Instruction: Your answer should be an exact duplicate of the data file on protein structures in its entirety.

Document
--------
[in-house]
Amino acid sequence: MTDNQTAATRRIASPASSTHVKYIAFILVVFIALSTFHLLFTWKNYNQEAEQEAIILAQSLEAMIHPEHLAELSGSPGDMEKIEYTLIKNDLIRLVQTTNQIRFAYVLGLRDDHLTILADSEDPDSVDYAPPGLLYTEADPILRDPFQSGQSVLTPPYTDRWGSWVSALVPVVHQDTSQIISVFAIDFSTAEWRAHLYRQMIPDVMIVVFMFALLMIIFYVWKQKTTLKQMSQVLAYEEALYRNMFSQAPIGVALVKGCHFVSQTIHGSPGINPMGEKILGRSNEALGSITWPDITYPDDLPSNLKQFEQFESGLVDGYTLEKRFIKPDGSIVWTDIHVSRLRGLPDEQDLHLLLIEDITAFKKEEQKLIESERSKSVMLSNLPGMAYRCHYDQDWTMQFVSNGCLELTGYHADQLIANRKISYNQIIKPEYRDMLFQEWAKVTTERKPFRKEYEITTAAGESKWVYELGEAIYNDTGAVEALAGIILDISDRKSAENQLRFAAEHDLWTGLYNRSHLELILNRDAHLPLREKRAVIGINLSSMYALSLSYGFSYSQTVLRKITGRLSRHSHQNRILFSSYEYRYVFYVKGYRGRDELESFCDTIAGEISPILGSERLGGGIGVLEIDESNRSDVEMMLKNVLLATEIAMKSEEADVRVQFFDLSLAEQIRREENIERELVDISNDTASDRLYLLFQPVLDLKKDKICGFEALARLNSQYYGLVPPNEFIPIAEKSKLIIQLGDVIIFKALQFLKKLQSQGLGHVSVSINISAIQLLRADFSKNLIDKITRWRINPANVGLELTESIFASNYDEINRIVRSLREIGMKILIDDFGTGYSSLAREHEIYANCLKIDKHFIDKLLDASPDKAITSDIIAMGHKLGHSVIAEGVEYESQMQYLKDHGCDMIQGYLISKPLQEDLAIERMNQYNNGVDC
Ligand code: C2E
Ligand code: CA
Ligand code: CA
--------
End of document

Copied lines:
[in-house]
Amino acid sequence: MTDNQTAATRRIASPASSTHVKYIAFILVVFIALSTFHLLFTWKNYNQEAEQEAIILAQSLEAMIHPEHLAELSGSPGDMEKIEYTLIKNDLIRLVQTTNQIRFAYVLGLRDDHLTILADSEDPDSVDYAPPGLLYTEADPILRDPFQSGQSVLTPPYTDRWGSWVSALVPVVHQDTSQIISVFAIDFSTAEWRAHLYRQMIPDVMIVVFMFALLMIIFYVWKQKTTLKQMSQVLAYEEALYRNMFSQAPIGVALVKGCHFVSQTIHGSPGINPMGEKILGRSNEALGSITWPDITYPDDLPSNLKQFEQFESGLVDGYTLEKRFIKPDGSIVWTDIHVSRLRGLPDEQDLHLLLIEDITAFKKEEQKLIESERSKSVMLSNLPGMAYRCHYDQDWTMQFVSNGCLELTGYHADQLIANRKISYNQIIKPEYRDMLFQEWAKVTTERKPFRKEYEITTAAGESKWVYELGEAIYNDTGAVEALAGIILDISDRKSAENQLRFAAEHDLWTGLYNRSHLELILNRDAHLPLREKRAVIGINLSSMYALSLSYGFSYSQTVLRKITGRLSRHSHQNRILFSSYEYRYVFYVKGYRGRDELESFCDTIAGEISPILGSERLGGGIGVLEIDESNRSDVEMMLKNVLLATEIAMKSEEADVRVQFFDLSLAEQIRREENIERELVDISNDTASDRLYLLFQPVLDLKKDKICGFEALARLNSQYYGLVPPNEFIPIAEKSKLIIQLGDVIIFKALQFLKKLQSQGLGHVSVSINISAIQLLRADFSKNLIDKITRWRINPANVGLELTESIFASNYDEINRIVRSLREIGMKILIDDFGTGYSSLAREHEIYANCLKIDKHFIDKLLDASPDKAITSDIIAMGHKLGHSVIAEGVEYESQMQYLKDHGCDMIQGYLISKPLQEDLAIERMNQYNNGVDC
Ligand code: C2E
Ligand code: CA
Ligand code: CA